I'm branching out from my usual blog because of the threat this flu season represents. (Addendum below)
This flu season is extraordinary. Normally, I see flu cases start to trickle in around the new year, and peak sometime in March. Flu visits are usually a small but significant portion of my work in the winter months. Some years are worse than others. A couple of years ago, a new strain spread out of Australia after the vaccine had already been formulated. We had more cases than usual, but nothing we couldn't handle.
In a normal year in the U.S. we have somewhere on the order of 36,000 extra deaths due to flu. This is done by a complicated formula, but basically, the CDC looks at baseline deaths due to flu and pneumonia (we don't test that many people, so we have to use a good but less-than-satisfactory baseline). In a normal winter, these numbers are higher. At a certain point, they rise above the threshold one would expect from normal numbers of flu and pneumonia cases, and these extra deaths, based on epidemiologic surveillance, can be attributed to influenza.
In order to track the flu without testing every single case, we track, in addition to actual flu cases, "influenza-like illness (ILI)". Most ILI is not flu, but a lot of it is, especially during flu season. This year, we are not only seeing more ILI, but more positive flu tests, more hospitalizations, and more deaths. You can argue all you want about the complex methods we use to track flu, but unless you're an epidemiologist with a good alternative, you're better off trusting the experts on this one.
Last April, rather than seeing the usual drop off in ILI cases, I saw a fresh spike, which can be seen in the graphs provided by the CDC. This spike dropped off after school let out, but I continued to track cases in summer camps, where flu was rampant. Now that school is back in full swing, I'm seeing many, many more flu cases than I normally would this time of year, and there isn't any indication that things are getting better.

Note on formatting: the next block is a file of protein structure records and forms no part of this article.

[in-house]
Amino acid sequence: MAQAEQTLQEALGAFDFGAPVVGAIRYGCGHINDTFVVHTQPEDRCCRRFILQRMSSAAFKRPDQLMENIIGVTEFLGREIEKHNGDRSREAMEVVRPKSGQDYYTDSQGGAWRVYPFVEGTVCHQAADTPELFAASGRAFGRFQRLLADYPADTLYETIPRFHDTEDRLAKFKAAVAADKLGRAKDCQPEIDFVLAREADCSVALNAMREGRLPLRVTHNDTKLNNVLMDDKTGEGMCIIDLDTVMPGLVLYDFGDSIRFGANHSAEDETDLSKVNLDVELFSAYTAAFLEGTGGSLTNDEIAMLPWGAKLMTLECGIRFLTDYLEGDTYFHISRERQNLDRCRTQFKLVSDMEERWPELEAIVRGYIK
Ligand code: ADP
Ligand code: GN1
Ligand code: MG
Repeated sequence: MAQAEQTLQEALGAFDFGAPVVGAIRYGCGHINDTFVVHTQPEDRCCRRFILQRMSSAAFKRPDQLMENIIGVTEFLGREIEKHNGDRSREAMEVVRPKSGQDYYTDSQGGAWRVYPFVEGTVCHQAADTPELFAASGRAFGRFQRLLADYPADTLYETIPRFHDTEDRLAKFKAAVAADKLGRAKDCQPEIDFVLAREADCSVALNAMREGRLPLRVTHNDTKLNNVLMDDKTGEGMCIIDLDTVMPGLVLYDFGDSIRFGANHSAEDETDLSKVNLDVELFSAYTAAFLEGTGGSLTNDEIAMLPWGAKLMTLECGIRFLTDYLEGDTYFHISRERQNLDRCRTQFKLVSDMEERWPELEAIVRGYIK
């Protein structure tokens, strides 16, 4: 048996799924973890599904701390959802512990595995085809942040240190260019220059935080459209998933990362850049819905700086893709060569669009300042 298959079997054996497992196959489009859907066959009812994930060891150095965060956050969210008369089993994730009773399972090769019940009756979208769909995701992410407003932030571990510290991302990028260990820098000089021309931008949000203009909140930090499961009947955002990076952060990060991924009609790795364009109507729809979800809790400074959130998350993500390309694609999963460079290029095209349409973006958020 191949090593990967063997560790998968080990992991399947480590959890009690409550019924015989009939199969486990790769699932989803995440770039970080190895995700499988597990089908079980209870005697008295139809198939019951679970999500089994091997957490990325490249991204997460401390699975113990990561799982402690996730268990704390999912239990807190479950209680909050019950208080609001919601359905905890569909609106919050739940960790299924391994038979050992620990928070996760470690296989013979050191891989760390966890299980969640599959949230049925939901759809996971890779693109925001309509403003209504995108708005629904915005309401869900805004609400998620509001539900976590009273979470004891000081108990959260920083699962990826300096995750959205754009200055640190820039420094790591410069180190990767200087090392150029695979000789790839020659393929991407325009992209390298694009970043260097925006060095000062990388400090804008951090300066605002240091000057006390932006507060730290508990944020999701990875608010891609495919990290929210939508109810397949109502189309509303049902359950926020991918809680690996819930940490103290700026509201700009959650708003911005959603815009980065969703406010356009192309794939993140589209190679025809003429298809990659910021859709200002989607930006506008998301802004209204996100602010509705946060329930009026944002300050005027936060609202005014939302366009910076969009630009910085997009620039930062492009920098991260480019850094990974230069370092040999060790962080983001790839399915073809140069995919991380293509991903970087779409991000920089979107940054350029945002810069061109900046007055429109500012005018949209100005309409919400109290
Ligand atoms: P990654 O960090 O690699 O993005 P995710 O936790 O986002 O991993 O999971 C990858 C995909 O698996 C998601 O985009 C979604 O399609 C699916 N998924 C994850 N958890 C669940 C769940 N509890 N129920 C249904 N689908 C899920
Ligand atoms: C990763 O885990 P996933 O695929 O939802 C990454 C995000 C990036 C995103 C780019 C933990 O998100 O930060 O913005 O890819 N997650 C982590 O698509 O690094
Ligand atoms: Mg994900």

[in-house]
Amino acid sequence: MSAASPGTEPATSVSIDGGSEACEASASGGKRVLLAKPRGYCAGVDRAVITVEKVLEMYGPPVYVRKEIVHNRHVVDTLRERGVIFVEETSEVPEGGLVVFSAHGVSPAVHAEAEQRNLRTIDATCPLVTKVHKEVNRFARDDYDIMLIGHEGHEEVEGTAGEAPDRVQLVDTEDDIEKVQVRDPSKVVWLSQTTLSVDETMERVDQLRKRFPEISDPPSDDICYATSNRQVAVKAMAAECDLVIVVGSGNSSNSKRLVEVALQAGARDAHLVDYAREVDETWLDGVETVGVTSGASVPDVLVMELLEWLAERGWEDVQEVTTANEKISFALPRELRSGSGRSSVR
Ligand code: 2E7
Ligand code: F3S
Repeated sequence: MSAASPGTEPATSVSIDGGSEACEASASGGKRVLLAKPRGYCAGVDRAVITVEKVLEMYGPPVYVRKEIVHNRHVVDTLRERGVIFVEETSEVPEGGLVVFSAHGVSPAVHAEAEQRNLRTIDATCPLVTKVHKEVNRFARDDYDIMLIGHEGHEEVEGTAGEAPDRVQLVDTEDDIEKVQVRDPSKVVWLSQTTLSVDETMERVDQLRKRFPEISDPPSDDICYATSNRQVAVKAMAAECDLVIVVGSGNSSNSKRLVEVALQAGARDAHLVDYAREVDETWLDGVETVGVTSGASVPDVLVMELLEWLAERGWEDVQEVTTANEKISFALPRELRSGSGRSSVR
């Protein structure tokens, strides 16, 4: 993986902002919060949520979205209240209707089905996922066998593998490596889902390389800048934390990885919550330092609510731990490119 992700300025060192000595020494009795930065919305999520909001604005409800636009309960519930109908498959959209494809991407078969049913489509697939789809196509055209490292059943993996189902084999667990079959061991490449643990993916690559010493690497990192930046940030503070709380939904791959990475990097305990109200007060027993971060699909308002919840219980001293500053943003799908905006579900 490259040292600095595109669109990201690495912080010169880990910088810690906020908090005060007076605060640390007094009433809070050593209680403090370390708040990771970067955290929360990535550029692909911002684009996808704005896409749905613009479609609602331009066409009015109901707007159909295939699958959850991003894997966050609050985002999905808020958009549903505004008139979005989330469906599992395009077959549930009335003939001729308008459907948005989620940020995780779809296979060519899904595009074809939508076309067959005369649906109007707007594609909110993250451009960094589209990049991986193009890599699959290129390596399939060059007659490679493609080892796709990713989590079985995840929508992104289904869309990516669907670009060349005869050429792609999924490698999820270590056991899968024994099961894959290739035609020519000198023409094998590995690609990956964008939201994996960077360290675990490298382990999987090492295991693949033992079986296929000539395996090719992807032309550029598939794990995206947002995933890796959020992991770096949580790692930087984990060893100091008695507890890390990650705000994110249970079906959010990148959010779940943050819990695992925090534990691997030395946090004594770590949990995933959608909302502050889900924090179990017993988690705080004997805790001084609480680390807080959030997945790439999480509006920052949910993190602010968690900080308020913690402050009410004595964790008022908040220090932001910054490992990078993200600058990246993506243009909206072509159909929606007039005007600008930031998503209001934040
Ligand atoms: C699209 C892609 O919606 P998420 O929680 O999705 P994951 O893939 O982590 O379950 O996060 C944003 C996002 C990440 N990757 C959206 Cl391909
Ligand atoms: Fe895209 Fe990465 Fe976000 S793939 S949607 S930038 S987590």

The flu I've been seeing has been miserable, but not all that different from flu in other years---except for one salient fact: it's hitting young people in particularly large numbers. Normally when flu kills, it kills off the elderly and infirm. This year, with so many additional young people falling ill, deaths of young people are rising proportionately. While this flu may be no more virulent than others, it is taking down a different segment of the population.
The other difference I'm seeing this year is a leap in anti-vaccination propaganda. It's always been there, but this year it's really getting through. The swine flu shot is no different from any other flu shot---every year flu vaccinations are produced based on what strains are likely to circulate. If this H1N1 had been found earlier, it would be in the seasonal vaccine with the others. Because it came late, a new vaccine was made up the same way all flu vaccines have been made for decades.
With the numbers still on the rise, I hope the swine flu shots get here in sufficient numbers in time to help blunt this pandemic. The illness is miserable, and those of us on the front line may end up in the unenviable position of implementing pandemic emergency plans. Worse, we may end up with a shortage of acute care and ICU beds and the people to staff them.
This is no joke, folks. It's not The Plague, but this flu has the potential to cause major disruptions in our society and economy at a time when we really don't need that. The seasonal and swine flu vaccines are safe, effective, and damned important. Get out there and get them.
A reader said this feels more like the CDC than dKos. Sorry, but flu and flu insanity doesn't recognize party. The right has it's share of anti-vaccination wackos, but we're in big trouble on "our" side. The Left is stuck with Bill Maher, Arianna Huffington, and more otherwise-reasonable people who don't get it. We have to speak out against our own wackos, too.